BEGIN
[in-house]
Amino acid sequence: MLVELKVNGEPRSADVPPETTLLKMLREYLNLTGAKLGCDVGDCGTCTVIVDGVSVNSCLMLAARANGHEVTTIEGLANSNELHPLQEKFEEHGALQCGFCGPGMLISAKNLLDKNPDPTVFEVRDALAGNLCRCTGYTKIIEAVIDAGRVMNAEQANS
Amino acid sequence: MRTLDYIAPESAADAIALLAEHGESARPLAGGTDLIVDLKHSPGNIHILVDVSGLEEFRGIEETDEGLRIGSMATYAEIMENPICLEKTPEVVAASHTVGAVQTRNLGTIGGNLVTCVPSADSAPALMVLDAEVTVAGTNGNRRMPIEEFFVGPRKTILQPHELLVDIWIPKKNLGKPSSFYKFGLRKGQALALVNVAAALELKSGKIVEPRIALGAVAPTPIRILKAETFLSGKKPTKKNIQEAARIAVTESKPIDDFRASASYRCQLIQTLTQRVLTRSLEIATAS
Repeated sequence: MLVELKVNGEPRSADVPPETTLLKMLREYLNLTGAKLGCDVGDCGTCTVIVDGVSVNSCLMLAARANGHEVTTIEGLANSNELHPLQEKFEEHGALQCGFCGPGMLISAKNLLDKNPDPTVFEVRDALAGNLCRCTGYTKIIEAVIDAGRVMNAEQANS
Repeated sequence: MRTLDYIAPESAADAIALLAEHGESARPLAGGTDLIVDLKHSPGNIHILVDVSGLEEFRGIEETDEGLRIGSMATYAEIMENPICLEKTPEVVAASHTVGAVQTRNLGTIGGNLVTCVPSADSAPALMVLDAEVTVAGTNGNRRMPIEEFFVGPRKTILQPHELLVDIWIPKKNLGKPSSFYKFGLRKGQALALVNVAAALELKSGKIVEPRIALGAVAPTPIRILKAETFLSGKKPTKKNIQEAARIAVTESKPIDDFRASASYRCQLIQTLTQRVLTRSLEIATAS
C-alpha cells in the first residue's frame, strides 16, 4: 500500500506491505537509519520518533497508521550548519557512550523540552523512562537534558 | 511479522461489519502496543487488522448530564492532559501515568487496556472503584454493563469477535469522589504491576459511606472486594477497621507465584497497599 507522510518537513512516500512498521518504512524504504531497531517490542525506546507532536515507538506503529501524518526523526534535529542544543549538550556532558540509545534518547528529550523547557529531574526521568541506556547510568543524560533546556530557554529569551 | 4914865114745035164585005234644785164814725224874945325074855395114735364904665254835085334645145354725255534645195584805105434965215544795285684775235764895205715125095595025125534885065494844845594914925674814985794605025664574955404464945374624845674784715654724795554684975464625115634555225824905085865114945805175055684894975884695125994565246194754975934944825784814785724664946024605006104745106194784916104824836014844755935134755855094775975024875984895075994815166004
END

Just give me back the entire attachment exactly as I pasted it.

[in-house]
Amino acid sequence: MLVELKVNGEPRSADVPPETTLLKMLREYLNLTGAKLGCDVGDCGTCTVIVDGVSVNSCLMLAARANGHEVTTIEGLANSNELHPLQEKFEEHGALQCGFCGPGMLISAKNLLDKNPDPTVFEVRDALAGNLCRCTGYTKIIEAVIDAGRVMNAEQANS
Amino acid sequence: MRTLDYIAPESAADAIALLAEHGESARPLAGGTDLIVDLKHSPGNIHILVDVSGLEEFRGIEETDEGLRIGSMATYAEIMENPICLEKTPEVVAASHTVGAVQTRNLGTIGGNLVTCVPSADSAPALMVLDAEVTVAGTNGNRRMPIEEFFVGPRKTILQPHELLVDIWIPKKNLGKPSSFYKFGLRKGQALALVNVAAALELKSGKIVEPRIALGAVAPTPIRILKAETFLSGKKPTKKNIQEAARIAVTESKPIDDFRASASYRCQLIQTLTQRVLTRSLEIATAS
Repeated sequence: MLVELKVNGEPRSADVPPETTLLKMLREYLNLTGAKLGCDVGDCGTCTVIVDGVSVNSCLMLAARANGHEVTTIEGLANSNELHPLQEKFEEHGALQCGFCGPGMLISAKNLLDKNPDPTVFEVRDALAGNLCRCTGYTKIIEAVIDAGRVMNAEQANS
Repeated sequence: MRTLDYIAPESAADAIALLAEHGESARPLAGGTDLIVDLKHSPGNIHILVDVSGLEEFRGIEETDEGLRIGSMATYAEIMENPICLEKTPEVVAASHTVGAVQTRNLGTIGGNLVTCVPSADSAPALMVLDAEVTVAGTNGNRRMPIEEFFVGPRKTILQPHELLVDIWIPKKNLGKPSSFYKFGLRKGQALALVNVAAALELKSGKIVEPRIALGAVAPTPIRILKAETFLSGKKPTKKNIQEAARIAVTESKPIDDFRASASYRCQLIQTLTQRVLTRSLEIATAS
C-alpha cells in the first residue's frame, strides 16, 4: 500500500506491505537509519520518533497508521550548519557512550523540552523512562537534558 | 511479522461489519502496543487488522448530564492532559501515568487496556472503584454493563469477535469522589504491576459511606472486594477497621507465584497497599 507522510518537513512516500512498521518504512524504504531497531517490542525506546507532536515507538506503529501524518526523526534535529542544543549538550556532558540509545534518547528529550523547557529531574526521568541506556547510568543524560533546556530557554529569551 | 4914865114745035164585005234644785164814725224874945325074855395114735364904665254835085334645145354725255534645195584805105434965215544795285684775235764895205715125095595025125534885065494844845594914925674814985794605025664574955404464945374624845674784715654724795554684975464625115634555225824905085865114945805175055684894975884695125994565246194754975934944825784814785724664946024605006104745106194784916104824836014844755935134755855094775975024875984895075994815166004